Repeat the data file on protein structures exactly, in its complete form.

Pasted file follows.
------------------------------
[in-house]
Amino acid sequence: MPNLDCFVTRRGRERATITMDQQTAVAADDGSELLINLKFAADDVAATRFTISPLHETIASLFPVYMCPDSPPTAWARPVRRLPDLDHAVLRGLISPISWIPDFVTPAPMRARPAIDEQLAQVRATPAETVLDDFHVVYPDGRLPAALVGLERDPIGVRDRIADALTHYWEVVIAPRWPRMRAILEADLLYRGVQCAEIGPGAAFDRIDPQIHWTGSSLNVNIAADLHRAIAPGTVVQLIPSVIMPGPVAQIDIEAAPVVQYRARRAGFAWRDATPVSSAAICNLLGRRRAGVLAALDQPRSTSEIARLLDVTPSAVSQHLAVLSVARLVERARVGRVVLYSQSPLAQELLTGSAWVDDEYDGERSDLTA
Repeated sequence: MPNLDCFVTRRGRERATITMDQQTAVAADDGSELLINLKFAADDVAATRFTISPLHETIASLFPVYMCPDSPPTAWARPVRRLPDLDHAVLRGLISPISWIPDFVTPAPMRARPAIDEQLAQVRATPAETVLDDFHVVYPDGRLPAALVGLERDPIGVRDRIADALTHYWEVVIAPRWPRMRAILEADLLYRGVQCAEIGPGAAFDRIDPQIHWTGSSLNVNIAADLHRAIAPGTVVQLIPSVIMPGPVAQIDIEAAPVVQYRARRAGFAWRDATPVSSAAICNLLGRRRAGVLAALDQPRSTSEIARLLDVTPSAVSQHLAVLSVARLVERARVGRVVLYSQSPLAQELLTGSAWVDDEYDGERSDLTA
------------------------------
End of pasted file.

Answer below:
[in-house]
Amino acid sequence: MPNLDCFVTRRGRERATITMDQQTAVAADDGSELLINLKFAADDVAATRFTISPLHETIASLFPVYMCPDSPPTAWARPVRRLPDLDHAVLRGLISPISWIPDFVTPAPMRARPAIDEQLAQVRATPAETVLDDFHVVYPDGRLPAALVGLERDPIGVRDRIADALTHYWEVVIAPRWPRMRAILEADLLYRGVQCAEIGPGAAFDRIDPQIHWTGSSLNVNIAADLHRAIAPGTVVQLIPSVIMPGPVAQIDIEAAPVVQYRARRAGFAWRDATPVSSAAICNLLGRRRAGVLAALDQPRSTSEIARLLDVTPSAVSQHLAVLSVARLVERARVGRVVLYSQSPLAQELLTGSAWVDDEYDGERSDLTA
Repeated sequence: MPNLDCFVTRRGRERATITMDQQTAVAADDGSELLINLKFAADDVAATRFTISPLHETIASLFPVYMCPDSPPTAWARPVRRLPDLDHAVLRGLISPISWIPDFVTPAPMRARPAIDEQLAQVRATPAETVLDDFHVVYPDGRLPAALVGLERDPIGVRDRIADALTHYWEVVIAPRWPRMRAILEADLLYRGVQCAEIGPGAAFDRIDPQIHWTGSSLNVNIAADLHRAIAPGTVVQLIPSVIMPGPVAQIDIEAAPVVQYRARRAGFAWRDATPVSSAAICNLLGRRRAGVLAALDQPRSTSEIARLLDVTPSAVSQHLAVLSVARLVERARVGRVVLYSQSPLAQELLTGSAWVDDEYDGERSDLTA